Oregon State Pays $101,000 in Legal Fees, Damages to Settle Lawsuit Over Junked Conservative Papers

April 4, 2014

By Kaitlyn Schallhorn at Campus Reform

Oregon State University (OSU) has paid $100,000 in legal fees and $1,000 in damages to former students to settle a lawsuit after the university trashed the conservative student newspaper’s distribution bins.

The lawsuit was formally dismissed Wednesday with the university found at fault by the 9th U.S. Circuit Court of Appeals. However, the school has not admitted to any wrongdoing.

In 2009, distribution bins for The Liberty, the university’s conservative student paper, disappeared from campus. They were eventually found dumped in a trash heap at the edge of campus, still containing newspapers. Bins for the The Daily Barometer, OSU’s other student publication, were left intact.

While top school administrators initially denied any involvement in the removal of the newspaper bins, lower ranking university officials admitted the boxes were removed in order to “beautify the campus.”

The Liberty’s bins were the only distribution bins trashed.

Alliance Defending Freedom (ADF) attorneys filed the lawsuit, Oregon State University Students Alliance v. Ray, in 2009 on behalf of the student group, naming OSU President Ed Ray at the top of the lawsuit.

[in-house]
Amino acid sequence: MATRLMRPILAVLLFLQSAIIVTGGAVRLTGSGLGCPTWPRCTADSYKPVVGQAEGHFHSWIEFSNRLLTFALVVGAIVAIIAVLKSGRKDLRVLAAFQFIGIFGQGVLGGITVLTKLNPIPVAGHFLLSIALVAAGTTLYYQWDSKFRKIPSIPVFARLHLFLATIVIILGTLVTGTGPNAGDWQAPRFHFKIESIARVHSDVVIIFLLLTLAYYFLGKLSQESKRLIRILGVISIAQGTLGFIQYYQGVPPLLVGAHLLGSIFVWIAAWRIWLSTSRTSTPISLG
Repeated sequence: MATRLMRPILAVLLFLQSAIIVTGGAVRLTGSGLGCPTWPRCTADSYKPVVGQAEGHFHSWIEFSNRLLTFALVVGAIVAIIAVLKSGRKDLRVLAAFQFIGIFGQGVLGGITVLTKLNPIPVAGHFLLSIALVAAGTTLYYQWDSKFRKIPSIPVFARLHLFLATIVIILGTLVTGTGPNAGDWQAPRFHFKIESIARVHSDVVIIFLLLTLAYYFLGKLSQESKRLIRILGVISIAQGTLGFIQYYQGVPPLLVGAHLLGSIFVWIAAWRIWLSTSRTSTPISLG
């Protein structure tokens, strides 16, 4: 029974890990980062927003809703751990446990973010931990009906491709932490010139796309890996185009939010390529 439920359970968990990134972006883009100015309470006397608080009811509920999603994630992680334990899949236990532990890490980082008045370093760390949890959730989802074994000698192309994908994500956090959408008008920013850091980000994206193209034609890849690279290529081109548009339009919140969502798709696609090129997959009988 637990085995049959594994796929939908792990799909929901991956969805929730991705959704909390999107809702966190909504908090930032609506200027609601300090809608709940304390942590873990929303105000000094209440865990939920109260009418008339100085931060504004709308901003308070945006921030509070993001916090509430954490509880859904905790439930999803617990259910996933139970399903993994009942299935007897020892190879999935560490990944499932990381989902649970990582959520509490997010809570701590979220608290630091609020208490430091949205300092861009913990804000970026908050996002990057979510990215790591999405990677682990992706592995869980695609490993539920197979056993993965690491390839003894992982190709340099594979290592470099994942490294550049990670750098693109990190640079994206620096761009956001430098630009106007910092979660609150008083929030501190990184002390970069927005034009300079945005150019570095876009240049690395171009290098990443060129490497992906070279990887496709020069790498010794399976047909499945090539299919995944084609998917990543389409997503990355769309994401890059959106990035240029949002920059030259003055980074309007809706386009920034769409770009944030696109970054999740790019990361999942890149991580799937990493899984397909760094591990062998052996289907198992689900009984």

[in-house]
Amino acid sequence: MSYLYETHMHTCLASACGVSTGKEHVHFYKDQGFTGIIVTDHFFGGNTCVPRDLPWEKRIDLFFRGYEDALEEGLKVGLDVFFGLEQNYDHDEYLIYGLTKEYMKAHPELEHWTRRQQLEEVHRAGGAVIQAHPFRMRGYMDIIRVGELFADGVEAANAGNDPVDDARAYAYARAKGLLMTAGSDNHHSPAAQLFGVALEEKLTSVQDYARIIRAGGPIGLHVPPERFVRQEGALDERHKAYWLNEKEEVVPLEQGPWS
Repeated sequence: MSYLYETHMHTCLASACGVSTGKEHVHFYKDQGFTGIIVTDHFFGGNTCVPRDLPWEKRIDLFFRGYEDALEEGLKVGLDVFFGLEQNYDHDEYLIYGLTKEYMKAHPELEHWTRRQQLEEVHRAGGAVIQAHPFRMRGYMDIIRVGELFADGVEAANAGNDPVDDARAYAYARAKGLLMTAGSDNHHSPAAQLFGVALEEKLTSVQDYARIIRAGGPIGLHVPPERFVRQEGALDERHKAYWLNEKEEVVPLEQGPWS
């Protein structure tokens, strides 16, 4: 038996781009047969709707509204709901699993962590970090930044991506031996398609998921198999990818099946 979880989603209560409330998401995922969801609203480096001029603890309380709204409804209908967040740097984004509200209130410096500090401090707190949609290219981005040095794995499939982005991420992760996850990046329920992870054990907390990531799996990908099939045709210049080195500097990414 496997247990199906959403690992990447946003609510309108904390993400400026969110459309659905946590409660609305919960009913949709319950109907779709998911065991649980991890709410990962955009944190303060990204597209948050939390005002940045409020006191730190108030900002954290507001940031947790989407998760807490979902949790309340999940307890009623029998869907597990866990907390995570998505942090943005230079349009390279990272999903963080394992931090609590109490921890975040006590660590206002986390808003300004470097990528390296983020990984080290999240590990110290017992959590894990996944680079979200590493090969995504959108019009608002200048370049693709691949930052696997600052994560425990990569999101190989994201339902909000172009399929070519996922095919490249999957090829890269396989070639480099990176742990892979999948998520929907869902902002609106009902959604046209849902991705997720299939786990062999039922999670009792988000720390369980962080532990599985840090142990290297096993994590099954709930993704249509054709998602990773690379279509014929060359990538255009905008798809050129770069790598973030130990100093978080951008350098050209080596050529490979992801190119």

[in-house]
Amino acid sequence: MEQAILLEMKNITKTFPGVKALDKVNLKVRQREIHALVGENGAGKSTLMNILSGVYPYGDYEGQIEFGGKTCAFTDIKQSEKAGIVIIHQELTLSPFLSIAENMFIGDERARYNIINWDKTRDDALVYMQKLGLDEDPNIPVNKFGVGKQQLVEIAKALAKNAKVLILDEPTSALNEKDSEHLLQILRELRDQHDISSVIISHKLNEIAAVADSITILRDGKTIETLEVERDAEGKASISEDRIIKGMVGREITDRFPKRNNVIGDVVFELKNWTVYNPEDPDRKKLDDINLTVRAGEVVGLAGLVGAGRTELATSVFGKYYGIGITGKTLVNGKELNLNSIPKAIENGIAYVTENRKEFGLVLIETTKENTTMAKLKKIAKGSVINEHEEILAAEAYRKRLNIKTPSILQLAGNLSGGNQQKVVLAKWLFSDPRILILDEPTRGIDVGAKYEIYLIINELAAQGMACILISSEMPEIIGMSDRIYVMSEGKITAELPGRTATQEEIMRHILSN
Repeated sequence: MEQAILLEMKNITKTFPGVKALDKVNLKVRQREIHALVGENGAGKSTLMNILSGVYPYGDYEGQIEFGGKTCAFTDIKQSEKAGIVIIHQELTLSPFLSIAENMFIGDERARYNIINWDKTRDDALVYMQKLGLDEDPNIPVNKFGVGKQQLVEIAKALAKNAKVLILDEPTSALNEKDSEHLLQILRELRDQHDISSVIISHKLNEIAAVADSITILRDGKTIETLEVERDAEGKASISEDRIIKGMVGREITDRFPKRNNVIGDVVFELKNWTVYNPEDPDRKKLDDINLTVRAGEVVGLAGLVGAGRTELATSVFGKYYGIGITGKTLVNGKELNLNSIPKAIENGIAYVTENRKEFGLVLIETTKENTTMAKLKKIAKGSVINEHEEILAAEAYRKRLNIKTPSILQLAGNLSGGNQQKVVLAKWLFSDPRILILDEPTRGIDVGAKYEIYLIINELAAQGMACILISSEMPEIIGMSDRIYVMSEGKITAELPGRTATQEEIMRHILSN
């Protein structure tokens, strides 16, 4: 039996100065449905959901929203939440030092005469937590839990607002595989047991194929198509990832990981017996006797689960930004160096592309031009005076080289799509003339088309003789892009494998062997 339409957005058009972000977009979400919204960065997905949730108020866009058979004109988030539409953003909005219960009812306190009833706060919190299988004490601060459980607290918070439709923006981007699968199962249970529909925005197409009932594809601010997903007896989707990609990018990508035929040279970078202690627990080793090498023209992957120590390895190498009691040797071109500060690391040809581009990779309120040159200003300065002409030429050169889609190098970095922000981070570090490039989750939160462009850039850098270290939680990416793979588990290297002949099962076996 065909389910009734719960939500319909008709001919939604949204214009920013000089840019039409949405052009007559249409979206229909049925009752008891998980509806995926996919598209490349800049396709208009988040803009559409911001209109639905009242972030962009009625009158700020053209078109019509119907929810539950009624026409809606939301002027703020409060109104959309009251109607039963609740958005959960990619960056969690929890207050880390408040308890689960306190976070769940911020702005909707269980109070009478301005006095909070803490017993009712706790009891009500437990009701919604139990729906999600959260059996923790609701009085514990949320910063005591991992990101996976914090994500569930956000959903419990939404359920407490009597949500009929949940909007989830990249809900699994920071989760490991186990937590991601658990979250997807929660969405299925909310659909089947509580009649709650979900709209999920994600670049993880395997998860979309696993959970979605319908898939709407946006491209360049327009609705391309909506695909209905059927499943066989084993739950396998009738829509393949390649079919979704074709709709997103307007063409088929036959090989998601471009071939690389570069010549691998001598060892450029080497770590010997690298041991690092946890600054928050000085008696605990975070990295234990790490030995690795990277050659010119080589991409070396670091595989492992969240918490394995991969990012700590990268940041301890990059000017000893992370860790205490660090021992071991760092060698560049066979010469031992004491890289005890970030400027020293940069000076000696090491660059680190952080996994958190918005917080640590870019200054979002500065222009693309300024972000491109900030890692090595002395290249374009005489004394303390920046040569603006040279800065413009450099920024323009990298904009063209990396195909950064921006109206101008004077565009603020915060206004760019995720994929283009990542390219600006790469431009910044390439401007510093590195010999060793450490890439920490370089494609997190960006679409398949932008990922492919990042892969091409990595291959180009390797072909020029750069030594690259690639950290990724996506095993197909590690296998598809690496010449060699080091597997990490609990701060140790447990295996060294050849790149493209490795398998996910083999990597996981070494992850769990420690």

After the U.S. Court of Appeals for the 9th Circuit found that OSU officials had violated the constitutional rights of the independent student newspaper, the university appealed to the U.S. Supreme Court, which refused to hear the case.

“Universities should encourage, not shut down, the free exchange of ideas,” ADF Legal Counsel Heather Gebelin Hacker said in a statement after the Supreme Court’s decision. “Students don’t deserve censorship for having viewpoints that university officials don’t prefer. As the 9th Circuit concluded, university officials clearly violated the students’ constitutional freedoms. The Supreme Court’s decision to let that ruling stand is a victory for constitutionally protected free speech.”

OSU has since changed its policies regarding student publications, allowing The Liberty to resume campus-wide distribution of their newspaper after being banned from campus for nearly a year.

“We hope the high price tag of this settlement will serve to discourage other colleges from following the same indefensible course that OSU did in 2009,” Robert Shibley, Vice President of the Foundation for Individual Rights in Education (FIRE) told Campus Reform. “Thankfully, since this incident, Oregon State has eliminated all unconstitutional restrictions on speech and is one of only 18 schools in the nation that gets a ‘green light’ from FIRE for protecting student speech in its written policies.”

Schools: Oregon State University